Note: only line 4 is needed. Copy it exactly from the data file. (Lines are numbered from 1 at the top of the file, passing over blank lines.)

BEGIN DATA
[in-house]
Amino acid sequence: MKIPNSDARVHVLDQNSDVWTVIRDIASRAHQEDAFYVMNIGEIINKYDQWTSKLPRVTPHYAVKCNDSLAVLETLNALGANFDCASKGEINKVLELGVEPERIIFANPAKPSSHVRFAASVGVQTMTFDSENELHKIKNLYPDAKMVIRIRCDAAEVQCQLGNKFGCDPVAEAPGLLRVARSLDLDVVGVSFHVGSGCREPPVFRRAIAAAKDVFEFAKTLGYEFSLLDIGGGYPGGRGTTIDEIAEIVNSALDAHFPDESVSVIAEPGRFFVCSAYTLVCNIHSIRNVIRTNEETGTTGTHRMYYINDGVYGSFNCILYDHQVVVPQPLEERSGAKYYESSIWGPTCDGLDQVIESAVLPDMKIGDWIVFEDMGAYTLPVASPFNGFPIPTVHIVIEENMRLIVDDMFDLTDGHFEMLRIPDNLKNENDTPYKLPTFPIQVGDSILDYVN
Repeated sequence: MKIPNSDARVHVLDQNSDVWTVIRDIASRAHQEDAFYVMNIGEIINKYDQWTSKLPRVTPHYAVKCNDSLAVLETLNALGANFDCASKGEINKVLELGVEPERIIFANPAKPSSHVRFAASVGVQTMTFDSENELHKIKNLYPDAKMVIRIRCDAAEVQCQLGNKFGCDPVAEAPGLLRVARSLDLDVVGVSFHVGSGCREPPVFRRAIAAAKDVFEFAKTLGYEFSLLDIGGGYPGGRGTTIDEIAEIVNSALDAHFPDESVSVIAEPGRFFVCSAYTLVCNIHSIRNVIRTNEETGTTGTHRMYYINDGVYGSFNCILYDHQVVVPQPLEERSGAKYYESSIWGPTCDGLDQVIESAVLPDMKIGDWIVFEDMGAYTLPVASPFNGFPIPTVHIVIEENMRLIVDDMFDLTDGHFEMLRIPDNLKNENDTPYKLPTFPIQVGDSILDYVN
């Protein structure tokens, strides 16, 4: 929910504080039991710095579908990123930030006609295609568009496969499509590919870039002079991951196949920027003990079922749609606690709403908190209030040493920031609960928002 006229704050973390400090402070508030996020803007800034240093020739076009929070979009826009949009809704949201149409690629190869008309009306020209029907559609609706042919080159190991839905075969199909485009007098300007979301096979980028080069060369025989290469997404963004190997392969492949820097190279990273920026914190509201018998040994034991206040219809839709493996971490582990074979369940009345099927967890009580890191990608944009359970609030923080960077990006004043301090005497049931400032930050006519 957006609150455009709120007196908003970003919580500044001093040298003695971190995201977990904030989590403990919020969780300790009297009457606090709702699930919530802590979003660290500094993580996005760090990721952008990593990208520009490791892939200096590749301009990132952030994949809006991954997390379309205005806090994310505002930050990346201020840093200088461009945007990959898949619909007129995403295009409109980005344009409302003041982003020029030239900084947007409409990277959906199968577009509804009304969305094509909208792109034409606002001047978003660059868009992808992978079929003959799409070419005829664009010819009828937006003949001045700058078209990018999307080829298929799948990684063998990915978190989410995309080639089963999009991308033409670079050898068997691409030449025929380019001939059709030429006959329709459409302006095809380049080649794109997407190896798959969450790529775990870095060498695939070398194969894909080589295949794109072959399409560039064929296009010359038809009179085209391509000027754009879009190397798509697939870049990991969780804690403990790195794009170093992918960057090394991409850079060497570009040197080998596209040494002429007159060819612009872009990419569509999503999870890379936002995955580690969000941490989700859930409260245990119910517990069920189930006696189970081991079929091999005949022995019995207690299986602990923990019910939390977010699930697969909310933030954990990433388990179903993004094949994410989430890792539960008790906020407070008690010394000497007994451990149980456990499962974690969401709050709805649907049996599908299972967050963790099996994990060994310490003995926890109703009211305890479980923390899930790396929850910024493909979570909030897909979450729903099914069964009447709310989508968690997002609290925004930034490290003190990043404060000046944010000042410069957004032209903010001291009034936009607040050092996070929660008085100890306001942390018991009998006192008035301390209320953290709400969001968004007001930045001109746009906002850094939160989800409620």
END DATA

């Protein structure tokens, strides 16, 4: 929910504080039991710095579908990123930030006609295609568009496969499509590919870039002079991951196949920027003990079922749609606690709403908190209030040493920031609960928002 006229704050973390400090402070508030996020803007800034240093020739076009929070979009826009949009809704949201149409690629190869008309009306020209029907559609609706042919080159190991839905075969199909485009007098300007979301096979980028080069060369025989290469997404963004190997392969492949820097190279990273920026914190509201018998040994034991206040219809839709493996971490582990074979369940009345099927967890009580890191990608944009359970609030923080960077990006004043301090005497049931400032930050006519 957006609150455009709120007196908003970003919580500044001093040298003695971190995201977990904030989590403990919020969780300790009297009457606090709702699930919530802590979003660290500094993580996005760090990721952008990593990208520009490791892939200096590749301009990132952030994949809006991954997390379309205005806090994310505002930050990346201020840093200088461009945007990959898949619909007129995403295009409109980005344009409302003041982003020029030239900084947007409409990277959906199968577009509804009304969305094509909208792109034409606002001047978003660059868009992808992978079929003959799409070419005829664009010819009828937006003949001045700058078209990018999307080829298929799948990684063998990915978190989410995309080639089963999009991308033409670079050898068997691409030449025929380019001939059709030429006959329709459409302006095809380049080649794109997407190896798959969450790529775990870095060498695939070398194969894909080589295949794109072959399409560039064929296009010359038809009179085209391509000027754009879009190397798509697939870049990991969780804690403990790195794009170093992918960057090394991409850079060497570009040197080998596209040494002429007159060819612009872009990419569509999503999870890379936002995955580690969000941490989700859930409260245990119910517990069920189930006696189970081991079929091999005949022995019995207690299986602990923990019910939390977010699930697969909310933030954990990433388990179903993004094949994410989430890792539960008790906020407070008690010394000497007994451990149980456990499962974690969401709050709805649907049996599908299972967050963790099996994990060994310490003995926890109703009211305890479980923390899930790396929850910024493909979570909030897909979450729903099914069964009447709310989508968690997002609290925004930034490290003190990043404060000046944010000042410069957004032209903010001291009034936009607040050092996070929660008085100890306001942390018991009998006192008035301390209320953290709400969001968004007001930045001109746009906002850094939160989800409620």